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Smith v. Brown
United States District Court, D. South Dakota, Southern Division
March 26, 2018
BRUCE EDGAR SMITH, Plaintiff,
KURTIS BROWN, Correctional Officer, individual and official capacity; JOHN SHYNE, LIEUTENANT, Special Security, . SDSP individual and official capacity; DAVID STEPHAN, Agent at DCI, individual and official capacity; KEITH DITMANSON, Unit Manager, SDSP, individual and official capacity; DARIN YOUNG, SDSP Warden, individual and official capacity; JENNIFER WAGNER, Deputy Warden, SDSP, individual and official capacity; FRANK GEAGHAN, Assistant Attorney General, SD, individual and official capacity; DOUGLAS P. BARNETT, Assistant Attorney General, SD, individual and official capacity; WILLIAM H. GOLDEN, Assistant-Attorney General, SD, individual and official capacity; KATIE MALLERY, Assistant Attorney General, SD, individual and official capacity; PAIGE BOCK, Assistant Attorney General, SD, individual and official capacity; TAMMY SUNDE, Assistant Attorney General, SD, individual and official capacity; ROBIN J. HOUWMAN, Circuit Court Judge, individual and official capacity; MARTY JACKLEY, Attorney General, SD, individual and official capacity; BOB DOOLEY, South Dakota State Warden, individual and official capacity; and HEATHER BOWERS, Nurse, individual and official capacity; Defendants.
ORDER DISMISSING CASE
Lawrence L. Piersol, United States District Judge
matter is before the court on its own motion. Plaintiff,
Bruce Edgar Smith, filed this lawsuit pursuant to 18 U.S.C.
§§ 241 & 242. Docket 1. On February 6, 2018,
the court denied Smith's motion to proceed in forma
pauperis because Smith is a barred filer pursuant to 28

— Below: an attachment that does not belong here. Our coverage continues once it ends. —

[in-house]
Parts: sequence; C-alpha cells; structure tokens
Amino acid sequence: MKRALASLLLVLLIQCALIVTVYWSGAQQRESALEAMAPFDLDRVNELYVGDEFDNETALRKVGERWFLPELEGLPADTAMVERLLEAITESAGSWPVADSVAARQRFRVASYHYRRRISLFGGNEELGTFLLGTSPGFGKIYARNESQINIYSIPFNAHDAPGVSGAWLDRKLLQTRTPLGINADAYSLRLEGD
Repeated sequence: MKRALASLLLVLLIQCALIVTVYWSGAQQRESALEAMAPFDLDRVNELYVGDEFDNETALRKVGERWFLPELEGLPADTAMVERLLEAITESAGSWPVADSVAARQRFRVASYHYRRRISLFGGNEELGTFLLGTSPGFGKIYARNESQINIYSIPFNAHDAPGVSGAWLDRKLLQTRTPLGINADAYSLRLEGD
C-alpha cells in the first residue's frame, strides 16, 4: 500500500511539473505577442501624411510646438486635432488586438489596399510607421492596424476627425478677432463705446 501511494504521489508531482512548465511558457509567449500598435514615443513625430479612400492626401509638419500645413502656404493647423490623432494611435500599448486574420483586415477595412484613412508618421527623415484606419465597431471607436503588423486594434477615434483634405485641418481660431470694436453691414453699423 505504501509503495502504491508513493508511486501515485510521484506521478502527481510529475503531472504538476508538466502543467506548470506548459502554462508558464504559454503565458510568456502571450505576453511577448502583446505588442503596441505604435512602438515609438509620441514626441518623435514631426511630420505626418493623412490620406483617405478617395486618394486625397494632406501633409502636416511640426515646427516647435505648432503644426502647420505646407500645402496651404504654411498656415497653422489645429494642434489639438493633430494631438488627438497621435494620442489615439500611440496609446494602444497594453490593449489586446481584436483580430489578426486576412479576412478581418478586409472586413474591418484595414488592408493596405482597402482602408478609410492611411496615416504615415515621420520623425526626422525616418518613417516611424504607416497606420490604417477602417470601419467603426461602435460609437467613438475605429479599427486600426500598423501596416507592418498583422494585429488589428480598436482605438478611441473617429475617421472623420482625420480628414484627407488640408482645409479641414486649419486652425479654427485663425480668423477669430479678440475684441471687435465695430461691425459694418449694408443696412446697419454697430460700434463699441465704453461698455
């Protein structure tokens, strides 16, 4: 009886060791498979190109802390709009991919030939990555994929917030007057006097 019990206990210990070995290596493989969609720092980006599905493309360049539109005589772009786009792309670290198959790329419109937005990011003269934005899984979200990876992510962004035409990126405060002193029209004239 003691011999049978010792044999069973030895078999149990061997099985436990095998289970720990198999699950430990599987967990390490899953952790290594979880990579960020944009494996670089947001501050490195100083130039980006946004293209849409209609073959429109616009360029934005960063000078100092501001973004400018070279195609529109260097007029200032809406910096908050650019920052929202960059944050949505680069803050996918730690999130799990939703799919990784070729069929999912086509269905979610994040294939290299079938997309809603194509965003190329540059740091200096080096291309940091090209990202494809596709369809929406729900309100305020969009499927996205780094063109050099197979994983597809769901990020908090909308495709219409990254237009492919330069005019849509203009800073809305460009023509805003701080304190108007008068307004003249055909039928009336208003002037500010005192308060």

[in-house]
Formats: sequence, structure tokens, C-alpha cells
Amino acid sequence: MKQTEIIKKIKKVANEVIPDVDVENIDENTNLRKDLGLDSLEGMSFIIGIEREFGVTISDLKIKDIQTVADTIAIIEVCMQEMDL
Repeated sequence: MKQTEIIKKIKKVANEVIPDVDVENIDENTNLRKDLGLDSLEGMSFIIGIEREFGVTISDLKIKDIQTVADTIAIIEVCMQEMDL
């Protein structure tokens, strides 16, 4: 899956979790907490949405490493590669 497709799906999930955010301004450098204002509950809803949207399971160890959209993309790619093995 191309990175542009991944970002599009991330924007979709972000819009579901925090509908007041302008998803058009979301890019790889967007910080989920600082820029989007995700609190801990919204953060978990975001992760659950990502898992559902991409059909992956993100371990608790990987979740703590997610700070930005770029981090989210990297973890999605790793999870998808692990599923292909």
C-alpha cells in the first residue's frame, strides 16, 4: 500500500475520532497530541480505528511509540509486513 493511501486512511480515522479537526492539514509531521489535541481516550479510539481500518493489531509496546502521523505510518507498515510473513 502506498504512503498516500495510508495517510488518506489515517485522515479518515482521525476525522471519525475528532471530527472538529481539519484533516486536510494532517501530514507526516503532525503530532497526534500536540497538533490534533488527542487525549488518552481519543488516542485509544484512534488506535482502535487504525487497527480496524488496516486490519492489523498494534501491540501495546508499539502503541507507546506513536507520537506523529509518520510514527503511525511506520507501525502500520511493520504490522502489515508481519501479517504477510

U.S.C. § 1915(g). Section 1915(g) precludes this court
from granting in forma pauperis status to a prisoner who
"has, on 3 or more prior occasions, while incarcerated
or detained in any facility, brought an action or appeal in,
a court of the United States that was dismissed on the
grounds that it is frivolous, malicious, or fails to state a
claim upon which relief may be granted, unless the prisoner
is under imminent danger of serious physical injury."
The court found that three of Smith's previous complaints
were dismissed as frivolous, malicious, or failed to state a
claim and that Smith failed to allege that he was under
imminent danger of serious physical injury. As a result, the
court ordered Smith to pay the full filing fee of $400.00 to
the clerk of court by March 8, 2018, if he wished to proceed!
Docket 6. The court further ordered that the case would be
dismissed without prejudice if Smith failed to comply.
Id. The March 8, 2018 deadline has passed, and Smith
has not paid the $400 filing fee. Smith did, however, file a
letter asking this court to reconsider its February 6, 2018
order denying Smith in forma pauperis status. Docket 7.
district court's decision on a motion for reconsideration
rests within its discretion. Hagerman v. Yukon Energy
Corp., 839 F.2d 407, 413 (8th Cir. 1988). "Motions
for reconsideration serve a limited function: to correct
manifest errors of law or fact or to present newly discovered
evidence." Id. at 414. Smith claims no error of